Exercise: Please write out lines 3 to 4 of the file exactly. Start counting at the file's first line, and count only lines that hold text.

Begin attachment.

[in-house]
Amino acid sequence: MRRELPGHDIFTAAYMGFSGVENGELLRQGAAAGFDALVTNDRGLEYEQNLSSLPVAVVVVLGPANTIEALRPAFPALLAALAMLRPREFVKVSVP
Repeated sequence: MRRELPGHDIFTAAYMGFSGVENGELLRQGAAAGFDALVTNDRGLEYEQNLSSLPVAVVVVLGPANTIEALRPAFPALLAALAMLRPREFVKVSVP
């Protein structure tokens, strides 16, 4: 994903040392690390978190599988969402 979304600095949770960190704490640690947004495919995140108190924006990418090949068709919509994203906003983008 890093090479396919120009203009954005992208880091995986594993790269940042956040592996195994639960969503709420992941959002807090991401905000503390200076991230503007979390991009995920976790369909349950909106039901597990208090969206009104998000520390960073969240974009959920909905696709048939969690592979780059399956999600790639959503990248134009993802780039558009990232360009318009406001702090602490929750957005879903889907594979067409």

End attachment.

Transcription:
Repeated sequence: MRRELPGHDIFTAAYMGFSGVENGELLRQGAAAGFDALVTNDRGLEYEQNLSSLPVAVVVVLGPANTIEALRPAFPALLAALAMLRPREFVKVSVP
């Protein structure tokens, strides 16, 4: 994903040392690390978190599988969402 979304600095949770960190704490640690947004495919995140108190924006990418090949068709919509994203906003983008 890093090479396919120009203009954005992208880091995986594993790269940042956040592996195994639960969503709420992941959002807090991401905000503390200076991230503007979390991009995920976790369909349950909106039901597990208090969206009104998000520390960073969240974009959920909905696709048939969690592979780059399956999600790639959503990248134009993802780039558009990232360009318009406001702090602490929750957005879903889907594979067409």